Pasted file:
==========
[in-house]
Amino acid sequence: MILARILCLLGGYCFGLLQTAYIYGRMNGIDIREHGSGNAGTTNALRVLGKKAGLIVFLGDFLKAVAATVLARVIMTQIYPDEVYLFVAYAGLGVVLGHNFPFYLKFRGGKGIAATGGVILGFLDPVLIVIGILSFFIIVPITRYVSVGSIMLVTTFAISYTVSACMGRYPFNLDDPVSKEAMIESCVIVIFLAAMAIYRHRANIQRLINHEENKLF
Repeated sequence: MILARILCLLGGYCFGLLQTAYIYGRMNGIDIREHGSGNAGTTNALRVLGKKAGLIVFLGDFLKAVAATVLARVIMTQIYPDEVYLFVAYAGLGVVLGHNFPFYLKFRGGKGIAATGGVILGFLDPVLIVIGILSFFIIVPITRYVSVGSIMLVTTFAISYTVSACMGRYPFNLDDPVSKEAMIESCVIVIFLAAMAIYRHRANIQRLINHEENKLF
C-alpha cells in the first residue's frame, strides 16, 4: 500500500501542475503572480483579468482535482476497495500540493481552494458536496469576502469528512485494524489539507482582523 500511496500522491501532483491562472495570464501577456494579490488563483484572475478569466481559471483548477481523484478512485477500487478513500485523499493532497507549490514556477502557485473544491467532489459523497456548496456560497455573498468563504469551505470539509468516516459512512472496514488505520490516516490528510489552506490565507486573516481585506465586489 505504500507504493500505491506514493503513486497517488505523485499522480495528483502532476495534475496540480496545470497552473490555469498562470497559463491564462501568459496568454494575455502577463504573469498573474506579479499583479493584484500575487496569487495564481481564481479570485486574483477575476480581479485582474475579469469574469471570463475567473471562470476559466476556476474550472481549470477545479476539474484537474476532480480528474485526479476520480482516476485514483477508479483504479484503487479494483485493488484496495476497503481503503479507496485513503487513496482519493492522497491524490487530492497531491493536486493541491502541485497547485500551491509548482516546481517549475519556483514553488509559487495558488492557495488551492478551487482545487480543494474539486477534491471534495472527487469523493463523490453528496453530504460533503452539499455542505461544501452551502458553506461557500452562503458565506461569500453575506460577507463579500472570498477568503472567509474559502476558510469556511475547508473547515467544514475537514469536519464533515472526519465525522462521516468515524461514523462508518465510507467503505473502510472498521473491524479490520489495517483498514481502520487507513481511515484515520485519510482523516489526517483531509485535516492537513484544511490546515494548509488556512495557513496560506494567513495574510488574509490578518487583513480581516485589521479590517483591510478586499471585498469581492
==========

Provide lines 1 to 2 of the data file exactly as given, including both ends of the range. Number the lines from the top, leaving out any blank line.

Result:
[in-house]
Amino acid sequence: MILARILCLLGGYCFGLLQTAYIYGRMNGIDIREHGSGNAGTTNALRVLGKKAGLIVFLGDFLKAVAATVLARVIMTQIYPDEVYLFVAYAGLGVVLGHNFPFYLKFRGGKGIAATGGVILGFLDPVLIVIGILSFFIIVPITRYVSVGSIMLVTTFAISYTVSACMGRYPFNLDDPVSKEAMIESCVIVIFLAAMAIYRHRANIQRLINHEENKLF